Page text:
The opinion I had was that it was another game in the series that started to bore me by its eleventh iteration (which is actually Final Fantasy X-2, an all-female playable cast mind you, not the officially numbered eleventh title, an MMORPG travesty that I try not to think about). I was drawn to it because it was touted as a game that focused on male vulnerability, road tripping, guys being guys, and friendship more than the actual main overarching plot. I was immediately sold on the premise, because it reminded me of growing up and watching The Goonies or Stand By Me and our high school graduation Pacific Coast Highway trip that ended up including a trip to Las Vegas as a detour to get a taste of where we would be after we turn 21 (hint: nothing special). Those were the long trips where we would lie on the hood of Bo-Ram’s car like Wayne and Garth in Wayne’s World watching stars and talking about college, girls, life, cartoons we missed, comic books, and deeper stuff about our families. Yes, I had already come out by junior year, but I could still talk about girls since I didn’t need to avoid the subject or remind everyone I’m gay–it’s not my identity, really, it’s just my sexual preference, and I haven’t had more than two boyfriends and still haven’t had sex with more than one person, my ex. Male vulnerability and boyhood to manhood, friendship, travel, and just living life being our authentic self–this is what made me want to play Final Fantasy XV, and why it now rivals Final Fantasy VI for my all-time favorite game. I was never out to escape life, because I was happy with my life, and I never needed to pretend or make believe, I just liked the immersion and inspiration of real, believable people as characters in fantastic situations, reacting as normal people would too.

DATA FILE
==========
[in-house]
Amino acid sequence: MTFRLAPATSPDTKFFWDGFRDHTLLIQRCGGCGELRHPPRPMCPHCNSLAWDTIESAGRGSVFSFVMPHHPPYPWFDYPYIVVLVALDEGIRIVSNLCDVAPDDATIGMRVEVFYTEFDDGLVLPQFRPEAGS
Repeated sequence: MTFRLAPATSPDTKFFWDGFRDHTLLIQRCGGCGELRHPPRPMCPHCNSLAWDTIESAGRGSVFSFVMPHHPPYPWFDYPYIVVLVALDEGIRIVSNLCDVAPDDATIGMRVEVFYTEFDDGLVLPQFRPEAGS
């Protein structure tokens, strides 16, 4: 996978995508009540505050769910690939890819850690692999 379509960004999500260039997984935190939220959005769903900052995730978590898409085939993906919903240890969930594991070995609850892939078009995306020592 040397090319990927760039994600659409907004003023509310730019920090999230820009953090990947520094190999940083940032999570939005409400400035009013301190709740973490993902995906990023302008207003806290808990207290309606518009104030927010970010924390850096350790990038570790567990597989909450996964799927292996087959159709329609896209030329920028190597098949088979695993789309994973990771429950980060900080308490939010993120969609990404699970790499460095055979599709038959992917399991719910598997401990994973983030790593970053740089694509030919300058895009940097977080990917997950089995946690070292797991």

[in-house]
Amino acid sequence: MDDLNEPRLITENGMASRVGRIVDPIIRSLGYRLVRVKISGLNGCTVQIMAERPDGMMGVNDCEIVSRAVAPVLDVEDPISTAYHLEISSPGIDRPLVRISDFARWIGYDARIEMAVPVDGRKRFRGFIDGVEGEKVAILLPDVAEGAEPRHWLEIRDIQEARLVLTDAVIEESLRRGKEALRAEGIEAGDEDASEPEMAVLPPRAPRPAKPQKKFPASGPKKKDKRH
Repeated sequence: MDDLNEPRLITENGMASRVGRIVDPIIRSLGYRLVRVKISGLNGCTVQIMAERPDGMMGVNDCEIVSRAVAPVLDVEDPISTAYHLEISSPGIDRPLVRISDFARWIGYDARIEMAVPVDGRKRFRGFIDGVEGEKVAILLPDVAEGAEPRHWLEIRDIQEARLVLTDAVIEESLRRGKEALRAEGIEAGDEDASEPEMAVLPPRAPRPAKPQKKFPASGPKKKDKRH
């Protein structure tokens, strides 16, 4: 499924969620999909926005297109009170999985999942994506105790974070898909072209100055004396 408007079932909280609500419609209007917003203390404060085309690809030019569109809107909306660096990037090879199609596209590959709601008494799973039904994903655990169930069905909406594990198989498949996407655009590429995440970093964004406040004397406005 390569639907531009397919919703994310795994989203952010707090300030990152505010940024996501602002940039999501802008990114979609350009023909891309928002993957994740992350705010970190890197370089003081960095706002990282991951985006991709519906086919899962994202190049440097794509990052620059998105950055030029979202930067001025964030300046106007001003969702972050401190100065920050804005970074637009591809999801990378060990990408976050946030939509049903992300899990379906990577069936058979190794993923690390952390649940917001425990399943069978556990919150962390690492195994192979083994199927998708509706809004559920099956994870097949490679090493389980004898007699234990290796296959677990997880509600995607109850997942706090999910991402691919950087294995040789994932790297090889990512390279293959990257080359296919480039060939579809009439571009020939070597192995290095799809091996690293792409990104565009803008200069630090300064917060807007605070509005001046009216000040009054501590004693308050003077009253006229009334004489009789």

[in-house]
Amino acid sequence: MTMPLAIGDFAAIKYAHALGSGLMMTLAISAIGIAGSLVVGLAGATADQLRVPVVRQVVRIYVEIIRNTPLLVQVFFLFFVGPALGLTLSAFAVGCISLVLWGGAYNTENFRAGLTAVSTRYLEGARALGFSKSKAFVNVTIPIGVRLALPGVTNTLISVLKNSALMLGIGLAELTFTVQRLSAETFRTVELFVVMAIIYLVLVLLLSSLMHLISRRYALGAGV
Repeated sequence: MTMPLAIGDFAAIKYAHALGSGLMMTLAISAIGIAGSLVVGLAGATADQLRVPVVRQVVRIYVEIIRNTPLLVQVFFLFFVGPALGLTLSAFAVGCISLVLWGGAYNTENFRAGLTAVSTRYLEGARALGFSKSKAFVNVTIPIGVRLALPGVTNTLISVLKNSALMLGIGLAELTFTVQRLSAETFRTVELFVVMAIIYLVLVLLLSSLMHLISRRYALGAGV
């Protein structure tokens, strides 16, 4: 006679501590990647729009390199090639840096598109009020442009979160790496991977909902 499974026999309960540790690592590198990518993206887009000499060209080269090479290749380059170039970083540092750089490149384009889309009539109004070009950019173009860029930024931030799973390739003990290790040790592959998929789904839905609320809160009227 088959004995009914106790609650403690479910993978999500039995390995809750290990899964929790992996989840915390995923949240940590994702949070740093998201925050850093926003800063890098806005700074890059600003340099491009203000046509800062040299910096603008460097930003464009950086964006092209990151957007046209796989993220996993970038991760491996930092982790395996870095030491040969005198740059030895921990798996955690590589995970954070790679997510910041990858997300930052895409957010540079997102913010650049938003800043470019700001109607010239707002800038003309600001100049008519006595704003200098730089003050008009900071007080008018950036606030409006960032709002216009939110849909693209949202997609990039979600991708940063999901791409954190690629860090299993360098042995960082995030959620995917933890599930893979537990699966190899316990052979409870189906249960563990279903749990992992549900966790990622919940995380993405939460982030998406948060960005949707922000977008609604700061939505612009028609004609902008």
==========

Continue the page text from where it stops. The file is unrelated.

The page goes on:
The opinions I saw online were both offended and some even contrived to be offended at the lack of gender balance. The arguments against them were equally silly–as much as I dislike Final Fantasy X-2, it isn’t because of the all-female cast, it’s the play mechanics and weak story that bored me half an hour into the game and became a chore to play through. In short, I don’t see it as a mark against the game to have no playable females, I think it’s a unique and necessary theme for people to explore, because I don’t think of oppression and gender bias, I think of good movies like Stand By Me that a lot of my female friends thoroughly enjoyed–the same ones who thought the Ghostbusters: Answer The Call 2016 remake wasn’t very good not because it was women, but because it was boring. When we talk about needing to have gender balance to make it more politically correct, sometimes I see that more as a marketing tool than I do see it as a social mandate to make equal representation. In either case, I think this dialogue, while it’s good that it’s happening, to me, this seems like this isn’t the right game to have this dialogue about. If anything, it seems like the dialogue is going on and has been going on for a long time already, but that there aren’t enough contemporary and relevant examples for many people to be inspired by and contributing to the ongoing discussion.